Paying to be demoralised


There are 30,000 exercise professionals in Australia and I ended up with Donny. Donny is a Les Mills-toned personal trainer and gym instructor. He’s also one of the reasons I haven’t stepped foot in a gym class for over four years.

I was in the middle of a Pump class — the type where you lift, bend and squat with weights to music. We were just about to start leg lunges when Donny paused the music.

‘You need more weight on your bar,’ he said, looking directly at me.

I felt the other twenty-five or so faces in the class turn and look at me. ‘This weight is fine for me, thanks,’ I said quickly, already embarrassed by the unwanted attention.


‘Don’t be a slacker. You can lift more weight than that’, Donny insisted.

Usually I could. But not that day.

I could have told Donny — and the rest of class — that I was using lighter weights because I was going through IVF, that I was recovering from surgery, and I wasn’t feeling very strong. But it was none of his damn business and I knew my body and its limits better than he did.

Instead I replied in my most assertive shut-the-f**k-up-and-turn-the-music-back-on voice, ‘No thank you, Donny. This weight is fine.’

You would have thought he’d get the message. But not Donny. The motivational genius and expert in human psychology and physiology replied, ‘Let me ask you, “Are you happy with your legs the way they are?”’.

The insult was too much to bear in my already fragile state and I was unable to stop the tears from welling in my eyes.

Donny responded to my tears in the way he should have responded to my words. He turned the music back on and resumed the class.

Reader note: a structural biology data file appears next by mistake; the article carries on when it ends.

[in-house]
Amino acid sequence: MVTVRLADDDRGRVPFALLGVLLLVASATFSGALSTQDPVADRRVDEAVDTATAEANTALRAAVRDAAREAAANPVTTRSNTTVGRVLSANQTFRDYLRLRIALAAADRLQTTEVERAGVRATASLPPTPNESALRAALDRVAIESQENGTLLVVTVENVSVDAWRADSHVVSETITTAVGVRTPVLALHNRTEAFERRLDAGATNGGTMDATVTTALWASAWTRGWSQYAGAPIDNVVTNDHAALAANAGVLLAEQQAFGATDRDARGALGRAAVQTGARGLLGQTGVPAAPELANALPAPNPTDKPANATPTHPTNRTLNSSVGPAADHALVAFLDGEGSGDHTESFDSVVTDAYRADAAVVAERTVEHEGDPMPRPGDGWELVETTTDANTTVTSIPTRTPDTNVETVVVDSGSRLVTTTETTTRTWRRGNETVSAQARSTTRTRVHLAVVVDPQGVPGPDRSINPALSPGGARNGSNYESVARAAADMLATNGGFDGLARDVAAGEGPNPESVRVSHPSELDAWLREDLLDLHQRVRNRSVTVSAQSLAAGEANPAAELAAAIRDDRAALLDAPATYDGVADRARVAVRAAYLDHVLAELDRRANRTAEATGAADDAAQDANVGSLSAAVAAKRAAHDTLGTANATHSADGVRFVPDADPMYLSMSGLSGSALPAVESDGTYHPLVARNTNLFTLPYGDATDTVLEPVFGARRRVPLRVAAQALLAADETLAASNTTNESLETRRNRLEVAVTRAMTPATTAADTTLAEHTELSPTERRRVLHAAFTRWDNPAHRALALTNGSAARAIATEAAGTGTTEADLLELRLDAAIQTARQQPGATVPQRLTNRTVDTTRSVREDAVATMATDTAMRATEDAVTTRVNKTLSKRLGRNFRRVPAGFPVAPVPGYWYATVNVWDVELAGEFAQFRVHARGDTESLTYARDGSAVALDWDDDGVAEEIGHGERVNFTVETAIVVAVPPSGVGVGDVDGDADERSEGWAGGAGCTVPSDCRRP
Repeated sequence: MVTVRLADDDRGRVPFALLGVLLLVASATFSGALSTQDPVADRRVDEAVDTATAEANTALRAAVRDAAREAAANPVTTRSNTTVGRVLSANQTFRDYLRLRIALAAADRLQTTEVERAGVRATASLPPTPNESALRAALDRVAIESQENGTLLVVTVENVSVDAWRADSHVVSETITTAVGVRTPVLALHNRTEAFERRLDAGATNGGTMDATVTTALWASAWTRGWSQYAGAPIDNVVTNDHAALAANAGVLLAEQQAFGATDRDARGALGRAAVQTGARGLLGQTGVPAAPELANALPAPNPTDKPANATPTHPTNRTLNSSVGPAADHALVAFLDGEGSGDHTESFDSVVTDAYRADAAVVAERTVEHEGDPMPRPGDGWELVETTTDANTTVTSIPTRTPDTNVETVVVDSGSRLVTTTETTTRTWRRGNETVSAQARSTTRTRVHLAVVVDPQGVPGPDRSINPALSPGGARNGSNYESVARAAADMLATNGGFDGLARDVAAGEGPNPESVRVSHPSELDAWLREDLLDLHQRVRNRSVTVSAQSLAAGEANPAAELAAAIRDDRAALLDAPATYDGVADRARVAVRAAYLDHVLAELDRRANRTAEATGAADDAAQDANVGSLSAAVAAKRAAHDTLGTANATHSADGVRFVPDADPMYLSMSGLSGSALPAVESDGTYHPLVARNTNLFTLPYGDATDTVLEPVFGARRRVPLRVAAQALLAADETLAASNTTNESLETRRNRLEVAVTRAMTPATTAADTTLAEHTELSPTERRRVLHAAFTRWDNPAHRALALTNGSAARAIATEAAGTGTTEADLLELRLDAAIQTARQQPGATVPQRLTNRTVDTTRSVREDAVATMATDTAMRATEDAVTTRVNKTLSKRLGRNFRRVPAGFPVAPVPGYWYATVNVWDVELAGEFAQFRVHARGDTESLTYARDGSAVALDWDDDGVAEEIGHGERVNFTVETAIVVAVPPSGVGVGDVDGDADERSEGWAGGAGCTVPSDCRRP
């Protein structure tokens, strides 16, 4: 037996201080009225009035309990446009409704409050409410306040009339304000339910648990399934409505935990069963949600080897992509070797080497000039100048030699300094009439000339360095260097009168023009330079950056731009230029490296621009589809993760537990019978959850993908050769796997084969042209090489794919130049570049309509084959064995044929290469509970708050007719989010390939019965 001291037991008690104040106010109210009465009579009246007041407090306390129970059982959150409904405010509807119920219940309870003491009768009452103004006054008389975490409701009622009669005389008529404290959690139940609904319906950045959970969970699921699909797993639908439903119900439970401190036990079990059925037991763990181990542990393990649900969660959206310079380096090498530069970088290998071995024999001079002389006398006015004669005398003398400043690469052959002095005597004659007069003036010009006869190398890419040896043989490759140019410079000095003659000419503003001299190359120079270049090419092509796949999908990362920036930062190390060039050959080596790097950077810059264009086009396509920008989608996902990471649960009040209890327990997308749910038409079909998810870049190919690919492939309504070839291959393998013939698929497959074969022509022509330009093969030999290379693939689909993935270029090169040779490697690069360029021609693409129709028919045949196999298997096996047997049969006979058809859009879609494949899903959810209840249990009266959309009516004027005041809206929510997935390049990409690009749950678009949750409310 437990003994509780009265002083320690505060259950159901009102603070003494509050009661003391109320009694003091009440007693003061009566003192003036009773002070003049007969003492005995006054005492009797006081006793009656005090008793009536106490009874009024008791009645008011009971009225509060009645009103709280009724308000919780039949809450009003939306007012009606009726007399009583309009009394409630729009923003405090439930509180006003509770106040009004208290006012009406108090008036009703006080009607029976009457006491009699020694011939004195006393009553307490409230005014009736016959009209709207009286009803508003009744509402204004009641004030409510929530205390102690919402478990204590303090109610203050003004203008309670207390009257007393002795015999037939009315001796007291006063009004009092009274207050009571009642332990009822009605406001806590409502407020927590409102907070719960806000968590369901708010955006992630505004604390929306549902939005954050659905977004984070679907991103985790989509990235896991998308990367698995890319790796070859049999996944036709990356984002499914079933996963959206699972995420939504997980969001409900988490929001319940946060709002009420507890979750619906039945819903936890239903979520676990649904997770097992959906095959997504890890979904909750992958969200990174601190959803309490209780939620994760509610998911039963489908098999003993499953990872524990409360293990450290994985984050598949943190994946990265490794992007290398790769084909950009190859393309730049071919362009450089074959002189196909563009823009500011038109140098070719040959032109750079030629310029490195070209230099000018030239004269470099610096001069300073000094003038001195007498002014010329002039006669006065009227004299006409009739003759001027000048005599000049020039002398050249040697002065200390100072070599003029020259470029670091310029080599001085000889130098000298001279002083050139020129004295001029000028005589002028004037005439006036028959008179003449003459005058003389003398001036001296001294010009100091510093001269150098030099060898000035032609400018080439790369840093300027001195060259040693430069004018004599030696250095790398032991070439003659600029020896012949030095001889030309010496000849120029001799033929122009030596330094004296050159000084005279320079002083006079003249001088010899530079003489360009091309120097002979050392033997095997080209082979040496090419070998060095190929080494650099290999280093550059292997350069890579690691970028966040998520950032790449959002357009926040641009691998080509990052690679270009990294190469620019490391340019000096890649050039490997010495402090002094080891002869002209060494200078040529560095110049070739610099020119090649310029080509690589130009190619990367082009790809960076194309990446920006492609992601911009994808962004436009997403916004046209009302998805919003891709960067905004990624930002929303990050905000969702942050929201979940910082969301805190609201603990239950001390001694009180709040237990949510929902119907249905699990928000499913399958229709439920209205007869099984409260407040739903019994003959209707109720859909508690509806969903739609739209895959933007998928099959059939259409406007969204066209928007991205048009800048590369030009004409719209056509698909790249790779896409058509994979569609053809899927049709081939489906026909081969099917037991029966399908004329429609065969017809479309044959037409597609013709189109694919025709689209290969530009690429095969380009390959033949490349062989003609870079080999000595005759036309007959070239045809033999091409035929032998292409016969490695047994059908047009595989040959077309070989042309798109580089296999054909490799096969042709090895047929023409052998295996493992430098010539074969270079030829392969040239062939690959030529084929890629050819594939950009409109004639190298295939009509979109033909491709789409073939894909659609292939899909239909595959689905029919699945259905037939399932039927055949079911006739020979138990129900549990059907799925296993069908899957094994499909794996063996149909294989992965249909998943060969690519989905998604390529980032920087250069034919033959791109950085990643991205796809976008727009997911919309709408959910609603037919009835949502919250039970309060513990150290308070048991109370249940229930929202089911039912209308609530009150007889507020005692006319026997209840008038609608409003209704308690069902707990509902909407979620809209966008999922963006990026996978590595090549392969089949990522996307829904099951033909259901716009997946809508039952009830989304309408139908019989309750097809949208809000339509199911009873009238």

What Donny would call motivating, I call bullying and shaming. I also call it counter productive. Nothing has ever demotivated me from exercising as much as Donny’s attempts at ‘motivation’.

Donny is not the only one who mistakenly thinks fat shaming is the path to fitness and weight loss. And I’m not the only one who finds it a turn off.

New research from the University of Alberta found that even watching negative depictions of exercise — such as people being screamed at, insulted or driven to tears — was enough to turn the viewers off exercise.

The study, which will be published in the January 2013 issue of the American Journal of Health Behavior, involved showing participants a short video clip of either The Biggest Loser or American Idol

Regardless of participants' physical activity levels or weight, the study found that people who watched The Biggest Loser reported more negative attitudes towards exercise than those who watched the American Idol clip.

Watching people being pushed beyond their limits — even after they are exhausted, injured or vomiting — and told that ‘they are letting their team down’ or that they will never be happy/successful/worthy if they are fat, may make for good television, but it’s hardly surprising that it isn’t sending people stampeding into gyms and exercise classes.